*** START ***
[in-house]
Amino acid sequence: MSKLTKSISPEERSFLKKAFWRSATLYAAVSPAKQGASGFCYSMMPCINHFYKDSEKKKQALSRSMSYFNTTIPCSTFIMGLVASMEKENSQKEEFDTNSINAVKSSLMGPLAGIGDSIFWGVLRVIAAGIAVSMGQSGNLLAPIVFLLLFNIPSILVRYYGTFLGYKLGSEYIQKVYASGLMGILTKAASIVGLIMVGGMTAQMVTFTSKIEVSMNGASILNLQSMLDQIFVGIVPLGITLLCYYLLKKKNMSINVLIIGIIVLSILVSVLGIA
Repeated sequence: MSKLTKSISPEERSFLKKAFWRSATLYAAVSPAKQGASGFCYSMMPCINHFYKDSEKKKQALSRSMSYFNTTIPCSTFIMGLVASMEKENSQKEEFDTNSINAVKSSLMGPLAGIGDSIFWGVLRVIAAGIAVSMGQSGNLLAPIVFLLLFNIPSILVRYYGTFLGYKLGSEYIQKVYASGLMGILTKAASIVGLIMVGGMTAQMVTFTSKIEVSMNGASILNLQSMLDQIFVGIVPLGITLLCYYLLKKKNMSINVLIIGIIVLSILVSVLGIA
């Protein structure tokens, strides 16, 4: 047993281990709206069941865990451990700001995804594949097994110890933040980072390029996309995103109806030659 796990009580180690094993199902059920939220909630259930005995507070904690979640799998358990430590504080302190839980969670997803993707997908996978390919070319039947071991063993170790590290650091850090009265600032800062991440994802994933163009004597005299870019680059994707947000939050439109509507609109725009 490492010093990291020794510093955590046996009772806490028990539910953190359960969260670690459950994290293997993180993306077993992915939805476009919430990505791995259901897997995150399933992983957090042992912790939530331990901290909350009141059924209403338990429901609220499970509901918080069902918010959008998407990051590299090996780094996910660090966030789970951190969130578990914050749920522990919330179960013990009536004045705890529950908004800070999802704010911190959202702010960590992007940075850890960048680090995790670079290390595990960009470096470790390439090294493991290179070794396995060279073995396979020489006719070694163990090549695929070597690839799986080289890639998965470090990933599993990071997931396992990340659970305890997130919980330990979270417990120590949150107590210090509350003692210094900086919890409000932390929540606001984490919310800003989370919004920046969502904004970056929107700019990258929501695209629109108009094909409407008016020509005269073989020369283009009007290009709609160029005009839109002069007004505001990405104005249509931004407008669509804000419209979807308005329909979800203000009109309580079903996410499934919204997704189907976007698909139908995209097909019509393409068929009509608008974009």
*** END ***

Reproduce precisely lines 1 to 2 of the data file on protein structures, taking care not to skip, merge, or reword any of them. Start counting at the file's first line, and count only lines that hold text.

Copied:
[in-house]
Amino acid sequence: MSKLTKSISPEERSFLKKAFWRSATLYAAVSPAKQGASGFCYSMMPCINHFYKDSEKKKQALSRSMSYFNTTIPCSTFIMGLVASMEKENSQKEEFDTNSINAVKSSLMGPLAGIGDSIFWGVLRVIAAGIAVSMGQSGNLLAPIVFLLLFNIPSILVRYYGTFLGYKLGSEYIQKVYASGLMGILTKAASIVGLIMVGGMTAQMVTFTSKIEVSMNGASILNLQSMLDQIFVGIVPLGITLLCYYLLKKKNMSINVLIIGIIVLSILVSVLGIA